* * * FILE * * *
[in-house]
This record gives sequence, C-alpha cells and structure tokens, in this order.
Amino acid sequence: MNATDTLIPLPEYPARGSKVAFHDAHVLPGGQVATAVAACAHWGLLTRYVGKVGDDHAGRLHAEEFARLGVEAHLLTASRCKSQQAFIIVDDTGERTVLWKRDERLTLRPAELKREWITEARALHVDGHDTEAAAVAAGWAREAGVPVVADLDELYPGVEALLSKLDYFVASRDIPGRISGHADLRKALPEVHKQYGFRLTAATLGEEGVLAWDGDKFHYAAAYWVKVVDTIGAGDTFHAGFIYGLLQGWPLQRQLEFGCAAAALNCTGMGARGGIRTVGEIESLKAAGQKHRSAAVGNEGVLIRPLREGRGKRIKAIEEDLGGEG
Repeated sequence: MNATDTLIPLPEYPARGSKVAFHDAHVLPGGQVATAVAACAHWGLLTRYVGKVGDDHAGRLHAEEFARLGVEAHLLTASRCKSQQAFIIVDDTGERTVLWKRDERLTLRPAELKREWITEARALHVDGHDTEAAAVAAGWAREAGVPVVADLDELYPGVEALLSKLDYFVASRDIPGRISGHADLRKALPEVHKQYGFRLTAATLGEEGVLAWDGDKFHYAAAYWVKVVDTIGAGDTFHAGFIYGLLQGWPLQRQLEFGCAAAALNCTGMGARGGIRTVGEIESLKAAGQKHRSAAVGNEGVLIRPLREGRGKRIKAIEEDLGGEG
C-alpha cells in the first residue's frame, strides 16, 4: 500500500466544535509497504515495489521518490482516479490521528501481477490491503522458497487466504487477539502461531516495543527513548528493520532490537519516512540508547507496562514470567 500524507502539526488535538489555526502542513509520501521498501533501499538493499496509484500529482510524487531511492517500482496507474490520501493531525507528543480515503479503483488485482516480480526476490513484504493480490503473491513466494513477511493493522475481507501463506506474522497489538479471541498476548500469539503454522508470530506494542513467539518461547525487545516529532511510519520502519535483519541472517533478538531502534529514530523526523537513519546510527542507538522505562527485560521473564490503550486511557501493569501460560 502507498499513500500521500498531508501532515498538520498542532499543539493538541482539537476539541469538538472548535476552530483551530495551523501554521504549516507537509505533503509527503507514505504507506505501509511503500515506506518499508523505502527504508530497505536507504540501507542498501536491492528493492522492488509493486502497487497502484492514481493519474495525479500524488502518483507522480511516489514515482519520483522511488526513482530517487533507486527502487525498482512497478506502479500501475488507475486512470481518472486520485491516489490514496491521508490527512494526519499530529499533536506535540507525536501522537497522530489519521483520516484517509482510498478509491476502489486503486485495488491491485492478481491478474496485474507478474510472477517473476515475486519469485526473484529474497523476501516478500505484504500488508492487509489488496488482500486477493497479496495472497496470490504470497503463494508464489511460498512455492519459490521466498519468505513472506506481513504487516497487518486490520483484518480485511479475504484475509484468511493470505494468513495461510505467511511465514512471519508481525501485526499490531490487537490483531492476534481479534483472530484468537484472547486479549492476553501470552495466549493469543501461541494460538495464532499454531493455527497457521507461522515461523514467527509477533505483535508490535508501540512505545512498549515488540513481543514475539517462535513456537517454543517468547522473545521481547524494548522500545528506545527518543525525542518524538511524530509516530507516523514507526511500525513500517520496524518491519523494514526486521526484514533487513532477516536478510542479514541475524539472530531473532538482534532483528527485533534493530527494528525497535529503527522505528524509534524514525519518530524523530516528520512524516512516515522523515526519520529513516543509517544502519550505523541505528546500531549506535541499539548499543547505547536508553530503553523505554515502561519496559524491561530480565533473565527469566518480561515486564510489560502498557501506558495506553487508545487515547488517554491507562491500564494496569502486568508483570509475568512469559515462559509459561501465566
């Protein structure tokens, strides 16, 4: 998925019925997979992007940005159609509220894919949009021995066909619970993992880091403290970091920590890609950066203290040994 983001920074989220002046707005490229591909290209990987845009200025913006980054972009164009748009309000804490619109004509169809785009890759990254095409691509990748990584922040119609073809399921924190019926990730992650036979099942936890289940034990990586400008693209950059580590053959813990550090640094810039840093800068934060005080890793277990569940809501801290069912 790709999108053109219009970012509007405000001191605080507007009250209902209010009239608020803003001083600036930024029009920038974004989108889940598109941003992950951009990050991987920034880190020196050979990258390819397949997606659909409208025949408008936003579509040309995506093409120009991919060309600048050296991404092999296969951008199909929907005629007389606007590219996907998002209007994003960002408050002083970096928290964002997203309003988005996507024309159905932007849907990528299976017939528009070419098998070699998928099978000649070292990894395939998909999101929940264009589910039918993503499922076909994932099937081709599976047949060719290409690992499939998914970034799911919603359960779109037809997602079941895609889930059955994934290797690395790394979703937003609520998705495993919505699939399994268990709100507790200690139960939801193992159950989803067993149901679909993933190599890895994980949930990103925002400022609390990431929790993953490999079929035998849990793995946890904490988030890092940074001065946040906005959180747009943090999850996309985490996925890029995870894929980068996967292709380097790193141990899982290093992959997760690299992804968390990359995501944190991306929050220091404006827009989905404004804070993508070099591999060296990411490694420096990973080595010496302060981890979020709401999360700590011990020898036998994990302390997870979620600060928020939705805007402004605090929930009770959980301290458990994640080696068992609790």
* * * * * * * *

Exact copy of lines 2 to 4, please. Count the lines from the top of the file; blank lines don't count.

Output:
This record gives sequence, C-alpha cells and structure tokens, in this order.
Amino acid sequence: MNATDTLIPLPEYPARGSKVAFHDAHVLPGGQVATAVAACAHWGLLTRYVGKVGDDHAGRLHAEEFARLGVEAHLLTASRCKSQQAFIIVDDTGERTVLWKRDERLTLRPAELKREWITEARALHVDGHDTEAAAVAAGWAREAGVPVVADLDELYPGVEALLSKLDYFVASRDIPGRISGHADLRKALPEVHKQYGFRLTAATLGEEGVLAWDGDKFHYAAAYWVKVVDTIGAGDTFHAGFIYGLLQGWPLQRQLEFGCAAAALNCTGMGARGGIRTVGEIESLKAAGQKHRSAAVGNEGVLIRPLREGRGKRIKAIEEDLGGEG
Repeated sequence: MNATDTLIPLPEYPARGSKVAFHDAHVLPGGQVATAVAACAHWGLLTRYVGKVGDDHAGRLHAEEFARLGVEAHLLTASRCKSQQAFIIVDDTGERTVLWKRDERLTLRPAELKREWITEARALHVDGHDTEAAAVAAGWAREAGVPVVADLDELYPGVEALLSKLDYFVASRDIPGRISGHADLRKALPEVHKQYGFRLTAATLGEEGVLAWDGDKFHYAAAYWVKVVDTIGAGDTFHAGFIYGLLQGWPLQRQLEFGCAAAALNCTGMGARGGIRTVGEIESLKAAGQKHRSAAVGNEGVLIRPLREGRGKRIKAIEEDLGGEG